If you've played and enjoyed a bunch of Hexic HD, the free puzzle pack-in that comes preinstalled on the Xbox 360's hard drive, then Zuma Deluxe makes a good next step. Featuring a clean and attractive presentation and a distinct Mesoamerican motif, Zuma Deluxe shares a lot in common with the Bust-a-Move series or even a game of billiards. As a long string of multicolored balls spirals steadily toward the center of the screen, you must shoot like-colored balls into the formation to try to break it up and push it back. The stages get progressively more challenging as more-complex layouts and additional ball colors are introduced, and while the underlying gameplay really doesn't change much, it's still an engaging way to pass the time.
In Zuma Deluxe, you directly control what appears to be a stone frog that spits out colored balls. You can't move the frog, but you can rotate it from a top-down perspective so that it can shoot in any direction. Since the string of colored balls rolling toward you moves at different speeds depending on the level and other factors, you need to take careful aim and lead some of your shots so that they land where you expect them to. When a ball makes contact with two or more like-colored balls, they all disappear, and typically the remaining balls snap shut to close the gap, possibly setting up some big combos. Special power-up balls also occasionally come into play, allowing you to shoot more quickly, slow down or even reverse the rate at which the row of balls moves, and more. If you don't move quickly enough and allow the balls to reach the pits near the center of the screen, you lose a life and must start the level over. The typical level takes just a few minutes, but the action tends to be quite tense and exciting right from the start. The responsive, fairly intuitive controls really do put a premium on your own aim, reflexes, and quick thinking.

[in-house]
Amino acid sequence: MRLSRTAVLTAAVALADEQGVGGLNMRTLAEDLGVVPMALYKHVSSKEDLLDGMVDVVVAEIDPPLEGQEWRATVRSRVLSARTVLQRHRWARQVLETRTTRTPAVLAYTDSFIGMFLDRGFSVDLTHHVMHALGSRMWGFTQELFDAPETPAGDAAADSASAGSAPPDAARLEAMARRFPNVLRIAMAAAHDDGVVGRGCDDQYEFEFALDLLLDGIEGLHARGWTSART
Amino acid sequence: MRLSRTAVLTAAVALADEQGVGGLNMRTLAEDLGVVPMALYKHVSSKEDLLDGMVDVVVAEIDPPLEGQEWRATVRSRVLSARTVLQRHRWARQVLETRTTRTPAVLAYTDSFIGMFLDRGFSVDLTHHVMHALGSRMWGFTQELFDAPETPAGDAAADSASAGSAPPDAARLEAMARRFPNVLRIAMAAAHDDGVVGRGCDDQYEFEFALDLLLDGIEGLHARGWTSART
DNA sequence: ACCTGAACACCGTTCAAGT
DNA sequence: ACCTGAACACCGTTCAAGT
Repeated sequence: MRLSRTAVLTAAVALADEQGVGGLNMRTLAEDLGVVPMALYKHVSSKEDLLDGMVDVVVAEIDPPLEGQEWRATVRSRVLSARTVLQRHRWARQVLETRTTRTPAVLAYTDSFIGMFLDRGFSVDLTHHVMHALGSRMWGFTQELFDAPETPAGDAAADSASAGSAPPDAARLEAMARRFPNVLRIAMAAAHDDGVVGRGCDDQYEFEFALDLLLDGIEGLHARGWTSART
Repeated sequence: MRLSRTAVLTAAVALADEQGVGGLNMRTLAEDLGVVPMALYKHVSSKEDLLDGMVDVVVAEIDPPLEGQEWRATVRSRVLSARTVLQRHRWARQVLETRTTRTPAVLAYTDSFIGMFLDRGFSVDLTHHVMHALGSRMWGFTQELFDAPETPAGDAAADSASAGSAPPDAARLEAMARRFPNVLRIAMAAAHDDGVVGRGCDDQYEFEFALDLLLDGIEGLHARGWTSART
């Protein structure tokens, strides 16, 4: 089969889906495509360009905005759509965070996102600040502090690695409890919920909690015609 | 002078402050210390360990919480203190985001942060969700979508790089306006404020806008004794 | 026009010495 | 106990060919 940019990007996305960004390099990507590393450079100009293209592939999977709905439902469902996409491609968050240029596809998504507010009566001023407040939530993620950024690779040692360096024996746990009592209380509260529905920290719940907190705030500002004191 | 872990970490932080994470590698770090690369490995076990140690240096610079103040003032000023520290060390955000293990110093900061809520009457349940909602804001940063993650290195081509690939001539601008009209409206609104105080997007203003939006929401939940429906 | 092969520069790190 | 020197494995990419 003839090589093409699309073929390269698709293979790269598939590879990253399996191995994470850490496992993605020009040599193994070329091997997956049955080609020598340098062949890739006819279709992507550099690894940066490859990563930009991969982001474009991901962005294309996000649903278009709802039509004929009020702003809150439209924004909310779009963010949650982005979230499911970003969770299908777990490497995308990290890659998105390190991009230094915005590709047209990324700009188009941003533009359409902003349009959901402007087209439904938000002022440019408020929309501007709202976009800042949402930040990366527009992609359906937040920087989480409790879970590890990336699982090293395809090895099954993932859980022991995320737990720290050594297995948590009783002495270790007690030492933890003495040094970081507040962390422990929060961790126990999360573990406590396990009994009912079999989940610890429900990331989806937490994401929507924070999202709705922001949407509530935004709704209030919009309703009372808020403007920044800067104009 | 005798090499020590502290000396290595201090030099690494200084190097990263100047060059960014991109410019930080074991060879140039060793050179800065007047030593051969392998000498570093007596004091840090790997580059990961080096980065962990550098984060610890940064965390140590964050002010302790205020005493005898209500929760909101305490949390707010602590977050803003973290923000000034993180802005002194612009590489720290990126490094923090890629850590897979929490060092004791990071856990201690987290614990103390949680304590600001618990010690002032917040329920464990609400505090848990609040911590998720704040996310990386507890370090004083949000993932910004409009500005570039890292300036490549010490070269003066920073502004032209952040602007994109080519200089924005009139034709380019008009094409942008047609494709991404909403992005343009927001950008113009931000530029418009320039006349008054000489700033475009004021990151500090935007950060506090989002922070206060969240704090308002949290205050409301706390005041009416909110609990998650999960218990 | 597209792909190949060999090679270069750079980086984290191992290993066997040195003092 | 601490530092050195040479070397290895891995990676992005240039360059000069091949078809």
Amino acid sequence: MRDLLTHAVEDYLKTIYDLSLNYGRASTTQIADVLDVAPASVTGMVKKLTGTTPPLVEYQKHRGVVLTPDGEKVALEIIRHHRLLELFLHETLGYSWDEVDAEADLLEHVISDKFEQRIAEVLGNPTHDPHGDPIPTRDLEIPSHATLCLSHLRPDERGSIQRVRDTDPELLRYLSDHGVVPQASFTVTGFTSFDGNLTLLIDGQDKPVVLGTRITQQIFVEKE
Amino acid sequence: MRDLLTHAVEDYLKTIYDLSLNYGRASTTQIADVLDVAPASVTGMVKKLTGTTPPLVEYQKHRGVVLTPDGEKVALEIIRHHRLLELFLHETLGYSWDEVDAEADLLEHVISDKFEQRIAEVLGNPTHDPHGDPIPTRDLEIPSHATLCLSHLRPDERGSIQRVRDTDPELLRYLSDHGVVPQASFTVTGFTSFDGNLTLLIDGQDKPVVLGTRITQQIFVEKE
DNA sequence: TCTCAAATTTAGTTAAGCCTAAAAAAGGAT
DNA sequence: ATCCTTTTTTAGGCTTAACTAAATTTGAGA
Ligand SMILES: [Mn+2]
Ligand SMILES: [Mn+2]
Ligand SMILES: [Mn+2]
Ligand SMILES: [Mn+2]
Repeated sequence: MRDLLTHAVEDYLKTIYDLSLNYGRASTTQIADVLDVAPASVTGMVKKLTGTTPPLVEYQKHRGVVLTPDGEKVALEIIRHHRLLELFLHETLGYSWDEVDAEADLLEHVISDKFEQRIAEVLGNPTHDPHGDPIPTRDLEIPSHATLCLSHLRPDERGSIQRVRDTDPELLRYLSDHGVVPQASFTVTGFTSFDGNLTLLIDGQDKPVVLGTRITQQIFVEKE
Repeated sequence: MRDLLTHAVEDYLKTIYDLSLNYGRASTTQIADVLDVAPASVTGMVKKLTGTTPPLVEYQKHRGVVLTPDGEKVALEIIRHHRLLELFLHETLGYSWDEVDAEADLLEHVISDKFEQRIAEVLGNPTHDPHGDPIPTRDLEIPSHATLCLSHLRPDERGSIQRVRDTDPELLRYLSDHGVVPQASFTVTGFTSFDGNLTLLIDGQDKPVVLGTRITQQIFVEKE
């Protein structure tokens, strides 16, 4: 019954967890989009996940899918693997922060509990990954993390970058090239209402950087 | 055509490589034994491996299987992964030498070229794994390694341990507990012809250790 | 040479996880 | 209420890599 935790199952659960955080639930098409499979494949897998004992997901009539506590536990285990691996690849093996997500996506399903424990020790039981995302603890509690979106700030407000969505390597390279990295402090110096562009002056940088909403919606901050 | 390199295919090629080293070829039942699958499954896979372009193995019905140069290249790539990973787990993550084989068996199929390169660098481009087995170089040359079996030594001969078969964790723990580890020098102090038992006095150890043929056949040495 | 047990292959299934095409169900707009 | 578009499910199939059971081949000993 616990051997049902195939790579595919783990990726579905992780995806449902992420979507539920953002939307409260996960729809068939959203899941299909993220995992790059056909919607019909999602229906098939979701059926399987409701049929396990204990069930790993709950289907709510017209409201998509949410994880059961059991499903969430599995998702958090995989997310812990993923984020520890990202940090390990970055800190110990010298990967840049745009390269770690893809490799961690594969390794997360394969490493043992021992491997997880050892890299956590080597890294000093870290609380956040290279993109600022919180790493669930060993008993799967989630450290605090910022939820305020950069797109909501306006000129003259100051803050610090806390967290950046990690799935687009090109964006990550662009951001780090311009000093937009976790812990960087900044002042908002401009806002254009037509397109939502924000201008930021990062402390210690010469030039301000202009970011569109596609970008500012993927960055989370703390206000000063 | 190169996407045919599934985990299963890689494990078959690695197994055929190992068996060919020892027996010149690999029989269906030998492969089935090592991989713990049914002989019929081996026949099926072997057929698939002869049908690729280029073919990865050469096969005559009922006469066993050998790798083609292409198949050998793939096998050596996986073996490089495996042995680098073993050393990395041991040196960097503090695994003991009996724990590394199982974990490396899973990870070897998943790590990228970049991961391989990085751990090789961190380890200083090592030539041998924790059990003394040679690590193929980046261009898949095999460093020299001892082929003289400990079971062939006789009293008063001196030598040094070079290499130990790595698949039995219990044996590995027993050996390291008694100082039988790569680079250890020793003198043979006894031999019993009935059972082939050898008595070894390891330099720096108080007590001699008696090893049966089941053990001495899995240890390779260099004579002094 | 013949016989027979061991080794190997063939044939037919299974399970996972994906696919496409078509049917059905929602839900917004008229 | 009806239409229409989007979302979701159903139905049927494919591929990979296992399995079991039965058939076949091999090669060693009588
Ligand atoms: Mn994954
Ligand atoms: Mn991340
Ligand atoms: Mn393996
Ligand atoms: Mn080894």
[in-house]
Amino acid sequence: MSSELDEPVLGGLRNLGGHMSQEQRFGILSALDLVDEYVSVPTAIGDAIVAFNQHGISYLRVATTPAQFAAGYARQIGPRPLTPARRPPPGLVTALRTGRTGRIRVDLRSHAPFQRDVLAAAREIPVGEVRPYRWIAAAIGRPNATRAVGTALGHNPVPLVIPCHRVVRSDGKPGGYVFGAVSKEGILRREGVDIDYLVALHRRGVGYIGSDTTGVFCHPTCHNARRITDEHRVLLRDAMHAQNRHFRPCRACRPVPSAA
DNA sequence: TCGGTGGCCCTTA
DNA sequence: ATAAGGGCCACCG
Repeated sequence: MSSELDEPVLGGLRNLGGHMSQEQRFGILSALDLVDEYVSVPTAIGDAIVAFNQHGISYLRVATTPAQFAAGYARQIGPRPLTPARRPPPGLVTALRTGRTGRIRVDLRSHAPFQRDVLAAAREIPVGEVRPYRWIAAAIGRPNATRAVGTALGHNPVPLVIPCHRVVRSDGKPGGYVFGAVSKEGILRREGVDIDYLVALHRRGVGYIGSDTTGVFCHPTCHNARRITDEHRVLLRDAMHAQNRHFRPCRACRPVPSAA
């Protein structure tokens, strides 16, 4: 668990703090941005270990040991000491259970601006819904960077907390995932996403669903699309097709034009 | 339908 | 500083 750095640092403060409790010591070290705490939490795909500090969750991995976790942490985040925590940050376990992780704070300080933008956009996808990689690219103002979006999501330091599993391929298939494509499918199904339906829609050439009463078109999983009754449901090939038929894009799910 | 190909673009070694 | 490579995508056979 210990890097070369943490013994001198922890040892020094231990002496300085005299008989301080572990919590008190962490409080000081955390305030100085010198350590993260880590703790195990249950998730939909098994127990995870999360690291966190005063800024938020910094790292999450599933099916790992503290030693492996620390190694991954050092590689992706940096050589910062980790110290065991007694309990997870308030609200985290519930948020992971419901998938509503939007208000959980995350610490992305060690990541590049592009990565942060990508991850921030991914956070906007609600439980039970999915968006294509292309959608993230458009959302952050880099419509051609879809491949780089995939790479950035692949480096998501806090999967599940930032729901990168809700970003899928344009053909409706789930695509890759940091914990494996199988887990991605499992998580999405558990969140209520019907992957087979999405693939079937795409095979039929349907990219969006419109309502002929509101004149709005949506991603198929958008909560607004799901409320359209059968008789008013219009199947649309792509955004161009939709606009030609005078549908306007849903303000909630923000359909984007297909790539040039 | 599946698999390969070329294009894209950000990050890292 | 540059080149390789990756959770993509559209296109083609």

The main "adventure" mode is structured as a series of increasingly challenging "temples," each with multiple sublevels. Certain sublevels of every temple challenges you to deal with multiple separate rows of balls, so you effectively have to defend against an attack on two fronts. Sure enough, these levels are quite a bit tougher than usual, and unless you're able to very quickly do some damage early on, chances are you'll end up fighting a losing battle for the next several minutes. It's still fun, but after a while you start to notice that the early moments of a typical level in Zuma Deluxe really are crucial.
In addition to the adventure mode, there's "gauntlet," which is a continuous-play survival mode where the object is to see how long you can last before getting overwhelmed. Apart from the core modes of play, Zuma features several tough-to-earn achievements that help give you an incentive to master the game. Plus, you'll have easy access to leaderboards to see how you stack up against the world's best. Still, it's fortunate that Zuma's core gameplay is so refined, since there really isn't that much variety to the action, which can make justifying the roughly $10 price for the download somewhat difficult.
Zuma's presentation is quite slick, but it's here that the game really could have used more variety. Some excellent sound effects and some enthusiastic tribal beats help drive the action, but the music in particular is probably going to wear thin on you after a while. Nevertheless, this is an attractively presented, smooth-running game that looks particularly good in HD. And some of the audio really is quite nice. The billiards-style effects of the multicolored balls colliding give the whole experience a tactile feel, and the hearty chants of "zuma!" when you pull off a big move are surprisingly encouraging and satisfying.
This is a good, solid action puzzle game for the Xbox 360, all things considered. It has a distinct look and feel and features a much more reflex-oriented design than most puzzle games do. So if you're up for something a little more hands-on than the typical game of this sort, Zuma Deluxe will serve you well.